FIG. 2 may, again, be regarded as a diagrammatic section in a plane containing the longitudinal dimension of the scale and reading head and perpendicular to the plane of the scale. As illustrated in FIG. 2, the scale 19 is opaque and is divided by reflective strips 20 and nonreflective strips 21. The reading head is precisely similar to that described with reference to FIG. 1, having facets 14 and 15 forming corrugations or serrations of which the pitch is equal to that of the scale 19. In this case, however, collimated light indicatedby the arrows 22 is directed upon the flat face ofrthe body 13 that is remote from the scale 19. This light is refracted at the facets 14 and 15 respectively, is reflected from the reflective parts 20 of the scale almost entirely back to the same facets, where it is again refracted so as to fall upon the detectors 18 and 17 respectively. Any light that may be reflected from the facets 14 and 15 is directed away from the detectors 18 and 17 respectively. Again, as the body 13 and scale 19 move relatively to one another, the signals generated by the detectors 17 and 18 are displaced in phase by 180.
FIG. 3 is, again, a diagrammatic section in a plane containing the longitudinal dimension of the scale and reading head and perpendicular to the plane of the scale,
and illustrates in more detail one practical arrangement utilizing a single lens 24, for collimating the light from a source on to the reading head body 13 and reflective scale 19, and for collecting the light from the facets 14' may be spherical, aspherical or cylindrical, and is collimated to parallelism thereby to fall as a parallel beam upon the outer flat face of the body 13. The body 13 and scale 19 are precisely as described with reference to FIG. 2. The detectors 17 and 18 are disposed symmetrically on opposite sides of the lamp 23 and opaque screens 25 are interposed "between the lamp 23 and the detectors. Typical light rays 26 from the lamp 23 pass through facets 14, being refracted at these facets, and the corresponding rays 27 reflected by the scale 19 are again refracted by the facets 14 and are focussed by the lens 24 upon the detector 18. Correspondingly, typical rays 28 are collimated by the lens 24, are refracted by the facets 15, are reflected by the scale 19 and are again refracted by the facets 15, and the emergent rays 29 are focused by the lens 24 upon the detector 17. As can be readily seen, most of the light that may be reflected directly at any of the surfaces of the body 13 will not reach either of the detectors 17 and 18.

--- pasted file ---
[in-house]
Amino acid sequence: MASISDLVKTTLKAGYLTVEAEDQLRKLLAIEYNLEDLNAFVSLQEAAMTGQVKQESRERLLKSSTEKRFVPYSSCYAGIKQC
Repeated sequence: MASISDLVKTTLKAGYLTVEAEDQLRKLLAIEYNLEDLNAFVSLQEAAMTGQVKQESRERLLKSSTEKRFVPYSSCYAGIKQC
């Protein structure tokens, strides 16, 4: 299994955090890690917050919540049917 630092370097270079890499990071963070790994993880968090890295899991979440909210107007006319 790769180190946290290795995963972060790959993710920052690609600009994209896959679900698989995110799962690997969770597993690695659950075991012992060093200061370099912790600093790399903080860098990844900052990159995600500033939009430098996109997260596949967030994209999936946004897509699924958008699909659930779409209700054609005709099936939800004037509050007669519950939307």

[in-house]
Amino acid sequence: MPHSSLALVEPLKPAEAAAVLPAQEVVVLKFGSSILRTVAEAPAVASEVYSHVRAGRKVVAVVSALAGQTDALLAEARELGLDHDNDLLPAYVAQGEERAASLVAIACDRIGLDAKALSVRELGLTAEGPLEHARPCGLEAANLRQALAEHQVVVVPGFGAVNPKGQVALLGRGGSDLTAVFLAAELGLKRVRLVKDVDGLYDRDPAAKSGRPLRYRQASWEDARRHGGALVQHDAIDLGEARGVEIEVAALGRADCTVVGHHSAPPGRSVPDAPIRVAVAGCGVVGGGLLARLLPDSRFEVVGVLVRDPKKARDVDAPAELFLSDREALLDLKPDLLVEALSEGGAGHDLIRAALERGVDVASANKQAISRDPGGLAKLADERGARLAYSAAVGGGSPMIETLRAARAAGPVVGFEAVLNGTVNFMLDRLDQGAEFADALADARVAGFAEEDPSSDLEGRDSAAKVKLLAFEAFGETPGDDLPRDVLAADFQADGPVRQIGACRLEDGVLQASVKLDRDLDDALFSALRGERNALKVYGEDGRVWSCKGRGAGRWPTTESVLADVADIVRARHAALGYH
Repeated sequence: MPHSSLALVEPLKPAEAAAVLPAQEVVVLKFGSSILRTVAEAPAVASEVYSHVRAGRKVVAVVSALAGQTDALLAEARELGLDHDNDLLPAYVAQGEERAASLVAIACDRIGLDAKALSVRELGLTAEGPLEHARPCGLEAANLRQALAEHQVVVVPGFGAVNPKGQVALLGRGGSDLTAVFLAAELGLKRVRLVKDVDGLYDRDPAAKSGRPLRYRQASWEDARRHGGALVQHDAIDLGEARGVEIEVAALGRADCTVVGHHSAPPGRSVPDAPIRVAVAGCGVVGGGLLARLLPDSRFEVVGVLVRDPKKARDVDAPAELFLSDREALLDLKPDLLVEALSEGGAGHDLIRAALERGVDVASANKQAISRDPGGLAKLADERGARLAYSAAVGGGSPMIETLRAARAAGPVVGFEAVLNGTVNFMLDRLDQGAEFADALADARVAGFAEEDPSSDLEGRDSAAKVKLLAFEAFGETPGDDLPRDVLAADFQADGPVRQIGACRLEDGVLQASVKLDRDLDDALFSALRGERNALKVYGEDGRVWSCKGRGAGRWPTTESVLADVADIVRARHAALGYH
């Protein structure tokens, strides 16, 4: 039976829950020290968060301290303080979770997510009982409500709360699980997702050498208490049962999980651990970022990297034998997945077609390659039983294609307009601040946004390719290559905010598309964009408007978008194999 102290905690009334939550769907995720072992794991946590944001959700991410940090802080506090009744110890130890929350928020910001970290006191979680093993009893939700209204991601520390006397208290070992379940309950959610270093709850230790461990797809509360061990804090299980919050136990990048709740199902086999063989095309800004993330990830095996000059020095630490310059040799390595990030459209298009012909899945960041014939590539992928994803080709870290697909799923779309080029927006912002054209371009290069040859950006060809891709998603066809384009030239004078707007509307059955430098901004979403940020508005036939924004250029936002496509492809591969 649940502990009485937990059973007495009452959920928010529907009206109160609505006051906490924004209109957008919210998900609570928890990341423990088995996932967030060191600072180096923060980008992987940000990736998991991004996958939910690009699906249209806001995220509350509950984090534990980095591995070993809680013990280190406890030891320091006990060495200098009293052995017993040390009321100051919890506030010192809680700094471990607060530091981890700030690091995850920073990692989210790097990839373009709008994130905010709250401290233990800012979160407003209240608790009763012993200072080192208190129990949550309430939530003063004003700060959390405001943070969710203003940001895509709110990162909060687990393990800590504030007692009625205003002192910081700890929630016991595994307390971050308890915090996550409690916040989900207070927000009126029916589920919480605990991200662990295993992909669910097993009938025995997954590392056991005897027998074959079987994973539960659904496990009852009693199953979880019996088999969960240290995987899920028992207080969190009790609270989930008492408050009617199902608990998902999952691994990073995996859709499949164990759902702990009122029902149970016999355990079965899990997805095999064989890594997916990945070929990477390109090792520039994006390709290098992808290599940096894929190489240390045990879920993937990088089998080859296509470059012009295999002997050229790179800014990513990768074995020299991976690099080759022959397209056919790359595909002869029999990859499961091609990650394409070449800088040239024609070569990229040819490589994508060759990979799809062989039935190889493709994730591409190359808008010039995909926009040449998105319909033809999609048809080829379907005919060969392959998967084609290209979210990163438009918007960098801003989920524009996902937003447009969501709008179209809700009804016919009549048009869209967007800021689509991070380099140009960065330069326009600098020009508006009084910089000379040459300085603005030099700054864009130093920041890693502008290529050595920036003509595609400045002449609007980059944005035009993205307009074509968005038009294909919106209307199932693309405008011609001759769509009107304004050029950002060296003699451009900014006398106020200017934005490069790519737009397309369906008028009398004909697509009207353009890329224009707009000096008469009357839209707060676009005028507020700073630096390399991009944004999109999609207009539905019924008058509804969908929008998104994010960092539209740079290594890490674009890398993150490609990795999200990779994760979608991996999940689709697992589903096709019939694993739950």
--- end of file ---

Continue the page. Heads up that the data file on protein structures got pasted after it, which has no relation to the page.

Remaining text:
FIG. 4 is a diagrammatic section in a plane perpendicular to the longitudinal dimension of the scale and reading head, and illustrates another two-phase arrangement utilizing an opaque reflective scale. The arrangement of the scale 10, body 13 and lens 24 are similar to that illustrated in FIG. 3, except that the lens is spherical or aspherical, the lamp 23 is located in the focal plane of the lens 24 at one side of the longitudinal plane normal to the scale 10 and general faces of the body 13, and the two detectors 17 and 18 are located one behind the other symmetrically on the other side of that plane. An opaque screen 25 is interposed between the lamp 23 and detectors 17 and 18. Thus typical rays 29 and 30 from the lamp 23 are collimated by the lens 24, are refracted by the facet 14 to fall upon the scale 10 at an angle to the normal thereto. The corresponding reflected rays 31 and 32 reflected from the scale 10 are again refracted by the facet 14 and are brought to a focus at the detector 17. correspondingly rays (not shown) from the lamp 23 falling on a facet 15 are refracted thereby, are reflected by the scale 10, are again refracted by the facet 15 and are focused by the lens 24 upon the other detector (not shown). Any light that may be directly reflected by the surfaces of the flat face of the body 13, by the facets 14 and 15 or by the major portions of the lens 24 does not fall upon either of the detectors.
The arrangement diagrammatically illustrated in FIG. employs a light transmitting scale which is divided by relatively wide opaque strips 33 and relatively narrow transparent strips 34. In this case the serrations of the body 13 are formed by concave cylindrical surfaces 35 with their axes parallel with the bands 33 and the lines 34 of the scale. Also the opposite face of the body 13 is curved to constitute a cylindrical refracting surface or lens 36. Instead of two or more separate photoelectric detectors, a simple translucent screen 37, of ground glass for example, is employed.
In this arrangement collimated light rays, indicated by arrows 37 are directed upon the scale 10 and pass only through the transparent lines or slits 34 thereof to fall upon and be refracted by the cylindrical surfaces 35. These rays are refracted from their orignal direction by angles that depend upon the relative positions of the slits and the axes of the cylindrical surfaces 35. The lens surface 36 collects the light from the various transparent lines 34 and refracted by the various cylindrical surfaces 35 and brings it to a focus as a line image on the translucent screen 37, the resultant pattern on which may be visually assessed.